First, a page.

Stowaways found on ship’s rudder after surviving 11-day trip

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Three stowaways were apprehended sitting on the massive rudder of an oil tanker after surviving an incredible 11-day journey from Nigeria to the Canary Islands.

As the Maltese-flagged Alithini II arrived in Las Palmas, Gran Canaria, on Monday, the Spanish coast guard posted a dramatic photo of the three men perched precariously atop the rudder.

Behind the massive hull, their feet are seen dangling just inches above the water.

According to the tracking website Marine Traffic, the ship traveled 2,000 miles in 11 days from Lagos, Nigeria, to the Spanish territory off the coast of Northwest Africa.

According to officials, they were treated for dehydration and hypothermia following their perilous journey.

Txema Santana, a local government migration adviser, tweeted: “It is not the first and it will not be the last.” Stowaways are not always as fortunate.”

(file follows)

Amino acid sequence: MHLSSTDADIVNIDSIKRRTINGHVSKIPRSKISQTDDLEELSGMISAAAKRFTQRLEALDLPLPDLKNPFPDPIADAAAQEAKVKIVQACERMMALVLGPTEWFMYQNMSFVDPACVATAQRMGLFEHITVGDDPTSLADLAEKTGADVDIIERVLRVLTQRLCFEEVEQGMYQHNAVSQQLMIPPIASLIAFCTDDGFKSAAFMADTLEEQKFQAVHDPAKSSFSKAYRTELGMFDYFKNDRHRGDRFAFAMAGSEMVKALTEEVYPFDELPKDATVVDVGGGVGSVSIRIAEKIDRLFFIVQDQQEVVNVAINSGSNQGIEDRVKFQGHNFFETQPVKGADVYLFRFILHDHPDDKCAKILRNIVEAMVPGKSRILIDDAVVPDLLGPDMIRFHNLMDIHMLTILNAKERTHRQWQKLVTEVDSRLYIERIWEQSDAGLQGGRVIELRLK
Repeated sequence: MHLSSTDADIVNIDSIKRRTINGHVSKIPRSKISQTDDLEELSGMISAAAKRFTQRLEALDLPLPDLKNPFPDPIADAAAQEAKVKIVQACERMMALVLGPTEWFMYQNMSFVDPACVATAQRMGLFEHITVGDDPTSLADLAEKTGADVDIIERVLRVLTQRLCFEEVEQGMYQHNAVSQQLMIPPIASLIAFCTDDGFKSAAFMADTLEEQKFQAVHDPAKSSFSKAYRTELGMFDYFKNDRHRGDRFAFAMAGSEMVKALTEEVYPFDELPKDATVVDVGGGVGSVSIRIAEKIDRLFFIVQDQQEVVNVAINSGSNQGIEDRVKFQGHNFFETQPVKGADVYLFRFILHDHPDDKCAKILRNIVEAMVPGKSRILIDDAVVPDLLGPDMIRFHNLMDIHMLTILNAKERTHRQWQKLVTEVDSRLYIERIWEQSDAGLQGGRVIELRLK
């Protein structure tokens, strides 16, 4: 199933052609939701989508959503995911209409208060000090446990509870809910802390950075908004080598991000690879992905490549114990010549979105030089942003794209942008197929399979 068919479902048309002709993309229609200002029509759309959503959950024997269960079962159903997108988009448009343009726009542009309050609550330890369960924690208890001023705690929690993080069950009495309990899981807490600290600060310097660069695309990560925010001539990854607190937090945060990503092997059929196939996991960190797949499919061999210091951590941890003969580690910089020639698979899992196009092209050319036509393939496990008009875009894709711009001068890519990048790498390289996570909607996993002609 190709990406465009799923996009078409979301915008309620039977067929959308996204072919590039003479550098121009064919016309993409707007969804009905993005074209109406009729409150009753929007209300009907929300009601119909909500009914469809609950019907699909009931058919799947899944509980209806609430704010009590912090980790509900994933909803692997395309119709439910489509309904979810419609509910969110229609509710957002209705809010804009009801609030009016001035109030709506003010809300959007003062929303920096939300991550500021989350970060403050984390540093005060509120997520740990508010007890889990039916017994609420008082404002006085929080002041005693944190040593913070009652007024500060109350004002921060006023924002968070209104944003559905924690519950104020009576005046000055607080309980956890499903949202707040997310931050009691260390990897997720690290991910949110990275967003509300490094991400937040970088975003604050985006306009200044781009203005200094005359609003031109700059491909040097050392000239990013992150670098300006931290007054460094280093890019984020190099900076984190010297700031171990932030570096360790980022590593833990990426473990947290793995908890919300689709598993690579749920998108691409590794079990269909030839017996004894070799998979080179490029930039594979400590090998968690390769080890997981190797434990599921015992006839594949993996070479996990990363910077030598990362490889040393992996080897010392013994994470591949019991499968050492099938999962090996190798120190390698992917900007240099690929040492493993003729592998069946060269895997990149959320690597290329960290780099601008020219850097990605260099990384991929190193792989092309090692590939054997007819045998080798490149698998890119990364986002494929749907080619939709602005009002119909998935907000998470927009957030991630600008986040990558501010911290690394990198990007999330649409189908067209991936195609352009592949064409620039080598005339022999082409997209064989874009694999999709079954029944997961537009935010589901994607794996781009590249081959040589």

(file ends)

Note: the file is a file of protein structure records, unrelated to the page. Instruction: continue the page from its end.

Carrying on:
After spending 15 days on a ship’s rudder after a trip from Lagos, a 14-year-old Nigerian boy was interviewed by Spain’s El Pas in 2020.

According to the BBC, he survived by drinking salt water and sleeping in a hole above the rudder with the other passengers.

“We were extremely frail. “I had no idea it could be this difficult,” the boy told the newspaper.

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In the same year, four men were discovered on the rudder of the Norwegian tanker Champion Pula, which had also sailed from Nigeria to Las Palmas, according to the BBC, citing reports that they had hidden in a room behind the rudder during the ship’s ten days at sea.

Thousands of African migrants and refugees have arrived in the Canary Islands in recent years after making the perilous journey on overcrowded boats from the coasts of Morocco, Western Sahara, Mauritania, and even Senegal.